TABLE 1
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Table 1 Clinical and surgical characteristics of included patients following propensity score-matching (N=84).

Surgical Completeness

Surgical completeness according to the number of central lymph nodes retrieved and serum Tg levels are shown in Table 2. Neither the mean number of retrieved central lymph nodes (9.39 ± 4.01 vs. 10.71 ± 5.17, P=0.202) nor the mean number of metastatic central lymph nodes (1.36 ± 1.93 vs. 1.77 ± 2.31, P=0.421) differed significantly between the TOETVA and COT groups. At 3–54 months after surgery, the mean Tg level without thyroid-stimulating hormone (TSH) stimulation was 0.09 ± 0.26 ng/ml, and there was no significant difference between the TOETVA and COT groups (0.08 ± 0.24 vs. 0.10 ± 0.27, P=0.686). The percentages of patients with Tg values <0.27 ng/ml were 92.9% and 85.7% in the TOETVA and COT groups, respectively. The percentages of patients with Tg values <0.1 ng/ml were 82.1% and 80.4% in the TOETVA and COT groups, respectively. The percentages of patients with Tg values <0.04 ng/ml were 67.9% and 71.4% in the TOETVA and COT groups, respectively. No significant differences between the groups were observed at any of the Tg cut-off levels (0.27 ng/ml, P=0.551; 0.1 ng/ml, P=0.884; 0.04 ng/ml, P=0.736).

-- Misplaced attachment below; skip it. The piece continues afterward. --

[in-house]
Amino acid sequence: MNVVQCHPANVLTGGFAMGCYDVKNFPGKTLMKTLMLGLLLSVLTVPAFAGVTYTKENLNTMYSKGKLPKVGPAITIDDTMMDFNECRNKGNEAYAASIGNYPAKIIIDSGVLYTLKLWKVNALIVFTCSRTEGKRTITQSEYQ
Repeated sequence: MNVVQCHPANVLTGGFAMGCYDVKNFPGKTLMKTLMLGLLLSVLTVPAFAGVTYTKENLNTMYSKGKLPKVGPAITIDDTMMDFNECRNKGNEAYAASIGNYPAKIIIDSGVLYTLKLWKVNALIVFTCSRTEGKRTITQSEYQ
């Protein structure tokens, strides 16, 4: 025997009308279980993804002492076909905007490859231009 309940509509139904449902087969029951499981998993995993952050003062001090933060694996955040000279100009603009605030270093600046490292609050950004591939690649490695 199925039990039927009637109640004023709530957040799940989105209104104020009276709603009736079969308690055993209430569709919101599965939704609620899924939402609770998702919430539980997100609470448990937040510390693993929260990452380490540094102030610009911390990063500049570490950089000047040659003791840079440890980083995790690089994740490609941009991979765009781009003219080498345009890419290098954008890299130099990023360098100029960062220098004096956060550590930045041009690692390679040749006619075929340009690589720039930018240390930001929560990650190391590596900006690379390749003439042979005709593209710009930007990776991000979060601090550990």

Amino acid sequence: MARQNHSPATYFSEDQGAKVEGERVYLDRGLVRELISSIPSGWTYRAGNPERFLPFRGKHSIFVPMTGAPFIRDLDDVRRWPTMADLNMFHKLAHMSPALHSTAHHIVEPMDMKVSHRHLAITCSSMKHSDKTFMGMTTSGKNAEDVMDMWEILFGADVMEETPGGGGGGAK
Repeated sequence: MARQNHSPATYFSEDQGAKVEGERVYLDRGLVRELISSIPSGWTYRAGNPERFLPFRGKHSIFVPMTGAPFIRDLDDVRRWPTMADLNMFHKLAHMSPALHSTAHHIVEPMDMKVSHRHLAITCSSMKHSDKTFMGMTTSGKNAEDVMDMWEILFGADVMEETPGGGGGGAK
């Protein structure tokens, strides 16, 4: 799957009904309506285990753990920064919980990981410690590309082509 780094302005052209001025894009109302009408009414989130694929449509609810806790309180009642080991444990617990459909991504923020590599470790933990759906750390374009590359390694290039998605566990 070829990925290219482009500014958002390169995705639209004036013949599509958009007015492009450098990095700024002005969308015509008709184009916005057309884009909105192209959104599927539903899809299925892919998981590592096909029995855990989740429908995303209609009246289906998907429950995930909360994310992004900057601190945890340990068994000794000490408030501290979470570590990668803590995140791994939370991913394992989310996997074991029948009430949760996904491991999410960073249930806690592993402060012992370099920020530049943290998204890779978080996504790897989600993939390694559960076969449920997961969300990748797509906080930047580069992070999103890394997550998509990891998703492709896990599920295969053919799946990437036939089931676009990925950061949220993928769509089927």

TABLE 2
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Table 2 Surgical completeness (N=84).

Complications

Postoperative complications are shown in Table 3. There were no significant differences in the percentage of patients with transient hypoparathyroidism (TOETVA 67.9% vs. COT 66.1%, P=0.870) or permanent hypoparathyroidism (TOETVA 0% vs. COT 1.8%, P=1.000) between the groups. One patient in the TOETVA group developed vocal cord palsy (3.6%) but recovered within 3 months. No patients in either group developed permanent vocal cord palsy. One patient in the TOETVA group developed chylous fistula (3.6%) and recovered after 8 days of treatment with peripheral total parenteral nutrition and octreotide. One patient in the COT group developed permanent hypoparathyroidism (1.8%). None of the patients in either group experienced postoperative bleeding, seroma, or surgical site infection. Twenty-three patients in the TOETVA group experienced varying degrees of numbness around the jaw area, and 21 of them recovered within 1–3 months after surgery. Two patients remained unrecovered 3 years after surgery and were considered to have permanent mental nerve injury.

TABLE 3
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Table 3 Postoperative complications (N=84).

Postoperative Follow-Up